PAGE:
The Sad Destiny of Books

I’ve read a book yesterday.

You read a Book?

Ha, but wait, dear fellow writers! I was lucky enough to be able to read an out-of-print book. I sort of mindlessly stumbled upon it in the audiobook section of an app I merely cannot live without these days.
It almost felt like finding a treasure in that used book store nearby where I used to live, about a decade ago. Good times!

It’s the kind of book you might not be able to find in a library either. Indeed, if you live anywhere else than here, in my little North-American francophone bubble, you will definitely not find it anywhere.

(Side note: aren’t you baffle sometimes by the incredible amount of wonderful stories we’ll never read because they are buried in libraries everywhere in the world, written in languages we’ll never learn. Author Carlos Luis Zafon explores the idea in The Cemetery of Forgotten Books; a beautiful novel, if ever you like a bit of magic.)

It’s a young kid novel, released in 2011. The first of 4. And like I said, out-of-print. A fairly interesting little novel, brought back to life by the kind people in charge of the Audiobook section on the OHdio app.

Now, the scene is set. Time for a little confession. I’ve always had ambiguous feelings towards audiobooks, and even more twisted feelings toward Epub and PDF books. My affection is growing over time, still…

Still, I grew up with books printed on paper.
I felt so lucky, back when I worked in bookstores and bookshops, to be able to get my hands on secret ARCs, to discover new books every single week.

I love, love, love spending time curled up with a book in my hands (although, I read less nowadays).
I love the smell of the pages – yep, I’m that kind of gal -, I love the moment where you realized you read a paragraph twice already and it might be time to go to bed but… just one last chapter.

Thing is, as I briefly mentioned above, there’s a bunch of fresh new books released Every Single Week. Of that bunch, there might be ten, twenty new novels, if we agree to mingle all genres and ages here. The most devoted book clerk, the most avid reader can’t possibly read them all.

This leads me back to the main topic of this post: the sad destiny of books.

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Writing Under So Many Stars

Such a marvellous sight!

It’s almost Christmas Eve. A few days need to go by, but we’re almost there.

This year, hubby-to-be, kiddo and I chose a different place to celebrate the North American Holidays season.

From Christmas to almost New Year’s Eve, we settled down in a little cozy, sparkling with wonderful art cabin, just a sigh away from the St Lawrence River, nearby a little village on Ile d’Orléans.

When I first started to write this post, no moon shined on the ice crackling on the shore.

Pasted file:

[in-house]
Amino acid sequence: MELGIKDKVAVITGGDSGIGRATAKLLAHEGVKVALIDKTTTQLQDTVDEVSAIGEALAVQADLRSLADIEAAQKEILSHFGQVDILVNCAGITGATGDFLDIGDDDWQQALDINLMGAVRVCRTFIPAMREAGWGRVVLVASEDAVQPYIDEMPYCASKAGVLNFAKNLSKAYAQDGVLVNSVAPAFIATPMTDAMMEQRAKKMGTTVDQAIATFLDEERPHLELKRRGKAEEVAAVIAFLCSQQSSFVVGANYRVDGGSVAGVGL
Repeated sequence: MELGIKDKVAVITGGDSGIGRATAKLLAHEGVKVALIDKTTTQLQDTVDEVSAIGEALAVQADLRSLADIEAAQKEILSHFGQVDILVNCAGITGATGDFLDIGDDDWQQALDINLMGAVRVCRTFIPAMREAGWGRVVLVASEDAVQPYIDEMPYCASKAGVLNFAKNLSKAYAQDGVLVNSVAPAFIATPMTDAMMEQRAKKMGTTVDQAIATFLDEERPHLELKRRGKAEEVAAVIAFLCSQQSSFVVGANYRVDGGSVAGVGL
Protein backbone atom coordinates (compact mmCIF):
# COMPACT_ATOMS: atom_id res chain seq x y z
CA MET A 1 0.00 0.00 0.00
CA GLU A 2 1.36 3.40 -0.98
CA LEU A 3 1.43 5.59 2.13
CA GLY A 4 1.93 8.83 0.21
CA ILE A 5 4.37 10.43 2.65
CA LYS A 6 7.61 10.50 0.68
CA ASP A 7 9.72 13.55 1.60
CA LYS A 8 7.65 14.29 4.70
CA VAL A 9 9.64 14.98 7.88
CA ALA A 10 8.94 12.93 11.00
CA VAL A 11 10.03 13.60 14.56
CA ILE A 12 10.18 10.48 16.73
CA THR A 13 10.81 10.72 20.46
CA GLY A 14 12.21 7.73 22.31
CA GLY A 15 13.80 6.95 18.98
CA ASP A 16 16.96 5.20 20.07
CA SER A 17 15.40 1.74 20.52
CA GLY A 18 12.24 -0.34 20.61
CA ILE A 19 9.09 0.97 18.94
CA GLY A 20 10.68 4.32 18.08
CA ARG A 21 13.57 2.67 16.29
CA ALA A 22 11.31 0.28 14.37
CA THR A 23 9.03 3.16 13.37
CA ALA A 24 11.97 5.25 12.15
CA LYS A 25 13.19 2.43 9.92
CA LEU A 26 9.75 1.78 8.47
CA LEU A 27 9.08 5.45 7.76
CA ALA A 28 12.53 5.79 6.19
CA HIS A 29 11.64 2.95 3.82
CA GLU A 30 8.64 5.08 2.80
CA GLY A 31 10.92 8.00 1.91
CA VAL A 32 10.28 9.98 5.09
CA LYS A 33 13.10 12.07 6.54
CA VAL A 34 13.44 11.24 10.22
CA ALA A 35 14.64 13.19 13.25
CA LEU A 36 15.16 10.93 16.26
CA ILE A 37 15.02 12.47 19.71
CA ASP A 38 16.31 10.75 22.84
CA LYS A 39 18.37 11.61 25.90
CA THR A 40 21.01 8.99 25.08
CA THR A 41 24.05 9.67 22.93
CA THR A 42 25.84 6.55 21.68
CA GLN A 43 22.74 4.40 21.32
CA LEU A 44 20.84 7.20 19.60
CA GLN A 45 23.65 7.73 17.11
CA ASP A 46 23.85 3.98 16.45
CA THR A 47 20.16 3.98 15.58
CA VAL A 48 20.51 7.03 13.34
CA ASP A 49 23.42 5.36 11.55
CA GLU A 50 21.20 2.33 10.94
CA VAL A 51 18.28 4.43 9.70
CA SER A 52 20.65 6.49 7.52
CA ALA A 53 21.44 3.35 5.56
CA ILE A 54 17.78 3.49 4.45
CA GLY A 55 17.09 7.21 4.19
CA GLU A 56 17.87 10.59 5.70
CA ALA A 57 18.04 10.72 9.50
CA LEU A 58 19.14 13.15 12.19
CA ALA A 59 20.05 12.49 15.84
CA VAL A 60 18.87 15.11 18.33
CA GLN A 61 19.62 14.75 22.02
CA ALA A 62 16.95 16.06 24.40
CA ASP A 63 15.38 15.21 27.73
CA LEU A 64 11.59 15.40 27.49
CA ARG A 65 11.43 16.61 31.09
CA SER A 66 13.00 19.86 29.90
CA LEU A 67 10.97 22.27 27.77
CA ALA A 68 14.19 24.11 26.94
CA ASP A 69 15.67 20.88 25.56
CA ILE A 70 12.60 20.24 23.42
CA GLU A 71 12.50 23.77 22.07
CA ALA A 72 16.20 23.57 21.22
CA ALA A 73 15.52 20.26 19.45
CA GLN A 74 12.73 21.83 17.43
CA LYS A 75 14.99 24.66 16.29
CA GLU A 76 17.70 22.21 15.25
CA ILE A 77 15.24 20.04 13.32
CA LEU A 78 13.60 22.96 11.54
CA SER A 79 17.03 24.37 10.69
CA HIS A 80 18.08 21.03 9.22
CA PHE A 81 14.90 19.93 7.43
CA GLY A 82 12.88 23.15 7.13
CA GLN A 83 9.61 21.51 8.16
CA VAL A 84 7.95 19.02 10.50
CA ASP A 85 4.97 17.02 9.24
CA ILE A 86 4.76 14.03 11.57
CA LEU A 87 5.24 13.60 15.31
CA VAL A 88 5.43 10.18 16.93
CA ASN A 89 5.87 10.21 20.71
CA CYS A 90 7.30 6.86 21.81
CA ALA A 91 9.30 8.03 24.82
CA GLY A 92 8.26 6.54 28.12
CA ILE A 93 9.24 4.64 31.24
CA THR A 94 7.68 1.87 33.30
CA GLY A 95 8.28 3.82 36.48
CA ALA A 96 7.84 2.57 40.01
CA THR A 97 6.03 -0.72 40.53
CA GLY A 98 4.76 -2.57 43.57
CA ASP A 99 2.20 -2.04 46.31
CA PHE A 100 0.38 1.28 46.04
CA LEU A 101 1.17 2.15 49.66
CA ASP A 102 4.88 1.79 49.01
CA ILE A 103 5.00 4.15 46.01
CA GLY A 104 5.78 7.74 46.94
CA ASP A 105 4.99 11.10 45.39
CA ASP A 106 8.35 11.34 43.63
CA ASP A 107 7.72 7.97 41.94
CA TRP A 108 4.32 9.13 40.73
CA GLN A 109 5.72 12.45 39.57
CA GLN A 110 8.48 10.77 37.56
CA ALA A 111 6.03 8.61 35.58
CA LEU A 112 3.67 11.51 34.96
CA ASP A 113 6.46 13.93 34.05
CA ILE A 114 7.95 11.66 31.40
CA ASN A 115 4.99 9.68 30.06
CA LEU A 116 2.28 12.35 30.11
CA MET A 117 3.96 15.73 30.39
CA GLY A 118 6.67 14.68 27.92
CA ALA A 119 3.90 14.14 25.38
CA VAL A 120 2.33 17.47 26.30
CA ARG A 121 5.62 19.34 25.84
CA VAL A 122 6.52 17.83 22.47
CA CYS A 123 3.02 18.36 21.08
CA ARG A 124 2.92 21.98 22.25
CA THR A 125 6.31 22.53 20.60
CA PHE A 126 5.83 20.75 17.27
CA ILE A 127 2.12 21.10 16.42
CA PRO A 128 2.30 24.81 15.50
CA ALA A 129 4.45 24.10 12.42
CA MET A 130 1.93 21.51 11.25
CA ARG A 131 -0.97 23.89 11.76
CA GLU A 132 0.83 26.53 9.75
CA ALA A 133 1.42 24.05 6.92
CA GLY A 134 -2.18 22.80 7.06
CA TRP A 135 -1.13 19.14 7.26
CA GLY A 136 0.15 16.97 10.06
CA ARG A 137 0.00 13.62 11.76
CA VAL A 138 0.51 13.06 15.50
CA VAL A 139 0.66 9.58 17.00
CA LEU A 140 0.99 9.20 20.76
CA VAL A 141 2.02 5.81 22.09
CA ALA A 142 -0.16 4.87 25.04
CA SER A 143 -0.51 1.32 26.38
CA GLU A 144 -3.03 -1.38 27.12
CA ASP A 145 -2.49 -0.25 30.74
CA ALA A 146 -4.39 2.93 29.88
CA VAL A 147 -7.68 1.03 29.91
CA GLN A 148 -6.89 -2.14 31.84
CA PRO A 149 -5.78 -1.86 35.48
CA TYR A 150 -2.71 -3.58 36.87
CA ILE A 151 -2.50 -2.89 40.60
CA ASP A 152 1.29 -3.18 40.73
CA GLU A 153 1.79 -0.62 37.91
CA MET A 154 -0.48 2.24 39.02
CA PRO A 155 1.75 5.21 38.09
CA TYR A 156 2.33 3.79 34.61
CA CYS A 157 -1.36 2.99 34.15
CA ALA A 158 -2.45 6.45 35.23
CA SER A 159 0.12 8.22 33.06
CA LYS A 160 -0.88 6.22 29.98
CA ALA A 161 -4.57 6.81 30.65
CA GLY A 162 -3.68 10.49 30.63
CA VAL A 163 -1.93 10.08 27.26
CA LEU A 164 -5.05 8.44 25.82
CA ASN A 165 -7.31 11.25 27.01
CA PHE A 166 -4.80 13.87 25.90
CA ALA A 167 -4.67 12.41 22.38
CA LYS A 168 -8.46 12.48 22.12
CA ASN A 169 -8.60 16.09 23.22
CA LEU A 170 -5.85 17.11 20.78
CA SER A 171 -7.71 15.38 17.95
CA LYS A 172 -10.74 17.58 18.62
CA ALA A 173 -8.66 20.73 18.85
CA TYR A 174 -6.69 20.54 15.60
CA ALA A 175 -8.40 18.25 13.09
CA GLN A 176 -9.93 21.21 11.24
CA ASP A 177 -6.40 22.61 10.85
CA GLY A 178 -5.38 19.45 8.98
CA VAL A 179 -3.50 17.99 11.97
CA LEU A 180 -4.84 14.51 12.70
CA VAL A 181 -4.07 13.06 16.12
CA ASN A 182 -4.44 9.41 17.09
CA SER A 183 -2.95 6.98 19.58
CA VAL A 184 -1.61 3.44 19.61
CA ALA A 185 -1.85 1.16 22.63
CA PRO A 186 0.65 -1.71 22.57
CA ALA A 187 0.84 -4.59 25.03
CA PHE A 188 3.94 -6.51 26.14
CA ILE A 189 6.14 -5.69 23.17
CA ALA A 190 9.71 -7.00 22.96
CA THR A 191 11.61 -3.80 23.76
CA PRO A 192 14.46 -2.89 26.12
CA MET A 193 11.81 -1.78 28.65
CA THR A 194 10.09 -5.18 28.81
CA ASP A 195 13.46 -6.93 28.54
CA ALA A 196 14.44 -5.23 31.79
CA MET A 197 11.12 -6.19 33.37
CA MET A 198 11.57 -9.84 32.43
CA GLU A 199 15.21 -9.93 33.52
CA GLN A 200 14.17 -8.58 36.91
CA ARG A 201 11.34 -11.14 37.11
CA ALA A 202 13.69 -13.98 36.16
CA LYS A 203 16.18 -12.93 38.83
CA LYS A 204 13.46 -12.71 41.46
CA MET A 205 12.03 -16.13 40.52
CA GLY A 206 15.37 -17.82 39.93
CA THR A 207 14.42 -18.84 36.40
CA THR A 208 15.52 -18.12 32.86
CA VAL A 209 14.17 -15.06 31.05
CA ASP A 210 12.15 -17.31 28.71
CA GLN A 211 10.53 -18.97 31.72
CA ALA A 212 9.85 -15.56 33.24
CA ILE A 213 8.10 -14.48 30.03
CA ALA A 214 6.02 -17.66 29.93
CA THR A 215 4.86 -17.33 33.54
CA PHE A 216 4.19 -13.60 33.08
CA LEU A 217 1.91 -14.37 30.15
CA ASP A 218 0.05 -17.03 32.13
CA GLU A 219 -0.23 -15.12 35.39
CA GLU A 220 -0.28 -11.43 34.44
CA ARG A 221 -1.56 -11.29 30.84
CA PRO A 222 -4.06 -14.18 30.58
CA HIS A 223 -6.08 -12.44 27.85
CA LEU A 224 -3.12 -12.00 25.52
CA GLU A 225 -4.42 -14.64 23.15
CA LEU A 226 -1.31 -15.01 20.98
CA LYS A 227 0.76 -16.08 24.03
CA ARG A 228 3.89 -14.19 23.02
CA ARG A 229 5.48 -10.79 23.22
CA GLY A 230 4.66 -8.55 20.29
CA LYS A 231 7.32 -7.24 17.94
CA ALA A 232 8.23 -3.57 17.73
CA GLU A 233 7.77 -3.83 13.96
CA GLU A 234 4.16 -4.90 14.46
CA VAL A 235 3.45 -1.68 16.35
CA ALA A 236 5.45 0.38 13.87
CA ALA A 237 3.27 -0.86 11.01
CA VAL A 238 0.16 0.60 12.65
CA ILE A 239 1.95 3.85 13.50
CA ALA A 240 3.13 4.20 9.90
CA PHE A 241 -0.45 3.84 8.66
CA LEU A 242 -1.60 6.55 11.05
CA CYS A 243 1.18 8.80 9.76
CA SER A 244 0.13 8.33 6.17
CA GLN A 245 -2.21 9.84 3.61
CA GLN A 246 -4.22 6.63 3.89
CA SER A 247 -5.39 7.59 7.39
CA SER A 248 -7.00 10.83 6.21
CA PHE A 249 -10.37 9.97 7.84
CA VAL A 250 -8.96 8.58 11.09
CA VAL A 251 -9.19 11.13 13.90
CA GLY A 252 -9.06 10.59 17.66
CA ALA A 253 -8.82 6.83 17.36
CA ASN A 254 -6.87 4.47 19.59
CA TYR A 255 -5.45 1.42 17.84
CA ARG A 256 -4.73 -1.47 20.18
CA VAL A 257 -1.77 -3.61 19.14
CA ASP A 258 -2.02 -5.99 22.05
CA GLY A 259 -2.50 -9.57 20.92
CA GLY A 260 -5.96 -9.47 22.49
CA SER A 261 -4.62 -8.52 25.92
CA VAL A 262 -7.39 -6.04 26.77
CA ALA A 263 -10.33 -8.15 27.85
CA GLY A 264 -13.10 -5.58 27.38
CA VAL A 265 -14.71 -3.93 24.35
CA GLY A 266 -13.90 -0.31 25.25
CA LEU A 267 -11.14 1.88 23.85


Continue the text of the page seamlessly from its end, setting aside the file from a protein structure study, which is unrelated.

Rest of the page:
However, stars did. So many stars, so bright in the frigid minus 20 degrees Celsius.

Such a marvellous sight, dear fellow writers, not only did I feel the need to share, but it made me wonder about the power of travelling and its impact on my creative writing quest.

For nowadays, technology obliging, writers can do such in-depth researches that travelling to physically experience the weather, the atmosphere, the sounds, the decor, the smells of any destination seems almost like a burden.

However, here I am, dear fellow writers, listening to the ice pilling up on the shore so close to the cabin. Crackling crack crack criiick. A big cargo boat is slowly going down in what’s left of free water.

And a little « what if… » starts to dance in my mind.

Continuer la lecture de « Writing Under So Many Stars »

Semantic Satiation, or What Might Lurk Behind the Proverbial Writer’s Block

lt all began with a writer.

In order to make the audience of tv show « Ted Lasso » laugh, that said writer taught it would be fun to explore the well-researched psychological phenomenon that is semantic satiation.

One thing led to another, and there I was on a very quiet Tuesday, listening to the host of a francophone late-morning radio show I almost enjoy, repeating the word « chapeau » for 15 seconds.

After a while, you don’t understand a word anymore. It’s just random, almost annoying sounds.

And apparently, the same phenomenon can be applied to writers.

Sometimes, we’re puzzled by how bad our writing appears to be. Or by how impossible it seems some days to write a decent 500 words in less than an hour.

The answer might just be this: Semantic Satiation.

Writer’s Block and Semantic Satiation: Same Battle?

Well, it’s not exactly the same thing.

Semantic satiation have to do with the repetition of one word leading to the feeling the word has become meaningless, or sound darn weird.

Although writers may suffer from a sort of word saturation, if, for example, they write continuously without a break for a prolonged period of time.

After a while, the act of writing in itself, no matter if it’s fiction or technical writing, if it’s writing business letters or legal contracts, may lose its sense for some writers.

Suddenly, no words are good anymore.

They are the same words as the day before. It’s always the same words. However, they sound weird, they seem stupid, meaningless.

I’ve always called it writer’s block. Now that I heard about semantic satiation and how a similar phenomenon can affect writers, it shed new light on the said writer block.

When every word I write is bad, it’s a signal I need to step away from the page and go do something else!

Dear fellow writers, I hope this helped… and made you smile a bit.

Until next time!


APA PsycNet

Mental Floss

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